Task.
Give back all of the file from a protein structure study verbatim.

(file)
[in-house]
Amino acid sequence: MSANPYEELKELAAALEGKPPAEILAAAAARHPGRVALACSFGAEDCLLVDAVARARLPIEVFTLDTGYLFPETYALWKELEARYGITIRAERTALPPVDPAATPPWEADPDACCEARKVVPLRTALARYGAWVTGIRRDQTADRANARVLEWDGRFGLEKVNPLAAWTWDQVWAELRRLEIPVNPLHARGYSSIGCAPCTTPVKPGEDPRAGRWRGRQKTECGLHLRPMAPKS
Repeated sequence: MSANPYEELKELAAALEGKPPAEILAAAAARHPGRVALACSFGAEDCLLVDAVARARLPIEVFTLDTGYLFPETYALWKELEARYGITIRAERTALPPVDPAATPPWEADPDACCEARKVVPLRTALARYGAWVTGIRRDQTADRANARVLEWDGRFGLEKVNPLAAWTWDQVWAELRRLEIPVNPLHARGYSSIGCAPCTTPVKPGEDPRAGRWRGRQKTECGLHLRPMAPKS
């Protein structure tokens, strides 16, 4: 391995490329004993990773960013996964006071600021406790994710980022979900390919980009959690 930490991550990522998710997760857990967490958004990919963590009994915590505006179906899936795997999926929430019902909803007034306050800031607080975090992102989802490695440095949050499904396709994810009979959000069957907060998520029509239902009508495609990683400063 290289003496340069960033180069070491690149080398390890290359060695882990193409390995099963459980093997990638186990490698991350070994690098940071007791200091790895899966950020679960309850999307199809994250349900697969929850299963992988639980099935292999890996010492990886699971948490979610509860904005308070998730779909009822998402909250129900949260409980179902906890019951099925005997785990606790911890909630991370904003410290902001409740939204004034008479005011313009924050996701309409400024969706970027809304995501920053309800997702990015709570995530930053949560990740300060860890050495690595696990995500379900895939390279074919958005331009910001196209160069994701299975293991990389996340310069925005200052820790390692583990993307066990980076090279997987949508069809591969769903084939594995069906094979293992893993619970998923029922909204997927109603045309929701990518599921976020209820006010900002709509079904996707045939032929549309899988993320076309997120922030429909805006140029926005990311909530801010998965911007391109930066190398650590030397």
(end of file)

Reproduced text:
[in-house]
Amino acid sequence: MSANPYEELKELAAALEGKPPAEILAAAAARHPGRVALACSFGAEDCLLVDAVARARLPIEVFTLDTGYLFPETYALWKELEARYGITIRAERTALPPVDPAATPPWEADPDACCEARKVVPLRTALARYGAWVTGIRRDQTADRANARVLEWDGRFGLEKVNPLAAWTWDQVWAELRRLEIPVNPLHARGYSSIGCAPCTTPVKPGEDPRAGRWRGRQKTECGLHLRPMAPKS
Repeated sequence: MSANPYEELKELAAALEGKPPAEILAAAAARHPGRVALACSFGAEDCLLVDAVARARLPIEVFTLDTGYLFPETYALWKELEARYGITIRAERTALPPVDPAATPPWEADPDACCEARKVVPLRTALARYGAWVTGIRRDQTADRANARVLEWDGRFGLEKVNPLAAWTWDQVWAELRRLEIPVNPLHARGYSSIGCAPCTTPVKPGEDPRAGRWRGRQKTECGLHLRPMAPKS
């Protein structure tokens, strides 16, 4: 391995490329004993990773960013996964006071600021406790994710980022979900390919980009959690 930490991550990522998710997760857990967490958004990919963590009994915590505006179906899936795997999926929430019902909803007034306050800031607080975090992102989802490695440095949050499904396709994810009979959000069957907060998520029509239902009508495609990683400063 290289003496340069960033180069070491690149080398390890290359060695882990193409390995099963459980093997990638186990490698991350070994690098940071007791200091790895899966950020679960309850999307199809994250349900697969929850299963992988639980099935292999890996010492990886699971948490979610509860904005308070998730779909009822998402909250129900949260409980179902906890019951099925005997785990606790911890909630991370904003410290902001409740939204004034008479005011313009924050996701309409400024969706970027809304995501920053309800997702990015709570995530930053949560990740300060860890050495690595696990995500379900895939390279074919958005331009910001196209160069994701299975293991990389996340310069925005200052820790390692583990993307066990980076090279997987949508069809591969769903084939594995069906094979293992893993619970998923029922909204997927109603045309929701990518599921976020209820006010900002709509079904996707045939032929549309899988993320076309997120922030429909805006140029926005990311909530801010998965911007391109930066190398650590030397």